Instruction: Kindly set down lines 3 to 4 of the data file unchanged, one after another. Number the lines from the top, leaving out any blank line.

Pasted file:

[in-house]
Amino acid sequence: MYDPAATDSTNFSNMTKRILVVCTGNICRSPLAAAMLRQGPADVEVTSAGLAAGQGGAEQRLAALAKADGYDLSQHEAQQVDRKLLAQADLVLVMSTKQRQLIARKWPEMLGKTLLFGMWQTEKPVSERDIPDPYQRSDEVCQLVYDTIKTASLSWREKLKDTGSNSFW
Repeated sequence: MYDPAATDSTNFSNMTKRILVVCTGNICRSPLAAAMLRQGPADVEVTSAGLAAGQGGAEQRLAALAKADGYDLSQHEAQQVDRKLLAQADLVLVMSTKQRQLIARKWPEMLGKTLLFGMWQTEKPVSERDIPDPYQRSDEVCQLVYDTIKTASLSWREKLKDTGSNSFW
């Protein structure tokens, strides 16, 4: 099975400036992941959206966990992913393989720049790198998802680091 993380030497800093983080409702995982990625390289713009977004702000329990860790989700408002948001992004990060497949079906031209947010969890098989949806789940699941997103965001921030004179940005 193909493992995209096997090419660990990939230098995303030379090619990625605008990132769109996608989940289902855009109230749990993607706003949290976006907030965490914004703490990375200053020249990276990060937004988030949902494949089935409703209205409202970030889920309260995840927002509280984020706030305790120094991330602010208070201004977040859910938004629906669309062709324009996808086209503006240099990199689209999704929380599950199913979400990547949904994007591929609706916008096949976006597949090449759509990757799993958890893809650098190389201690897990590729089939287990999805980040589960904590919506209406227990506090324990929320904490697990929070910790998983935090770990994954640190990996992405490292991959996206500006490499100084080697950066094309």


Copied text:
Repeated sequence: MYDPAATDSTNFSNMTKRILVVCTGNICRSPLAAAMLRQGPADVEVTSAGLAAGQGGAEQRLAALAKADGYDLSQHEAQQVDRKLLAQADLVLVMSTKQRQLIARKWPEMLGKTLLFGMWQTEKPVSERDIPDPYQRSDEVCQLVYDTIKTASLSWREKLKDTGSNSFW
């Protein structure tokens, strides 16, 4: 099975400036992941959206966990992913393989720049790198998802680091 993380030497800093983080409702995982990625390289713009977004702000329990860790989700408002948001992004990060497949079906031209947010969890098989949806789940699941997103965001921030004179940005 193909493992995209096997090419660990990939230098995303030379090619990625605008990132769109996608989940289902855009109230749990993607706003949290976006907030965490914004703490990375200053020249990276990060937004988030949902494949089935409703209205409202970030889920309260995840927002509280984020706030305790120094991330602010208070201004977040859910938004629906669309062709324009996808086209503006240099990199689209999704929380599950199913979400990547949904994007591929609706916008096949976006597949090449759509990757799993958890893809650098190389201690897990590729089939287990999805980040589960904590919506209406227990506090324990929320904490697990929070910790998983935090770990994954640190990996992405490292991959996206500006490499100084080697950066094309």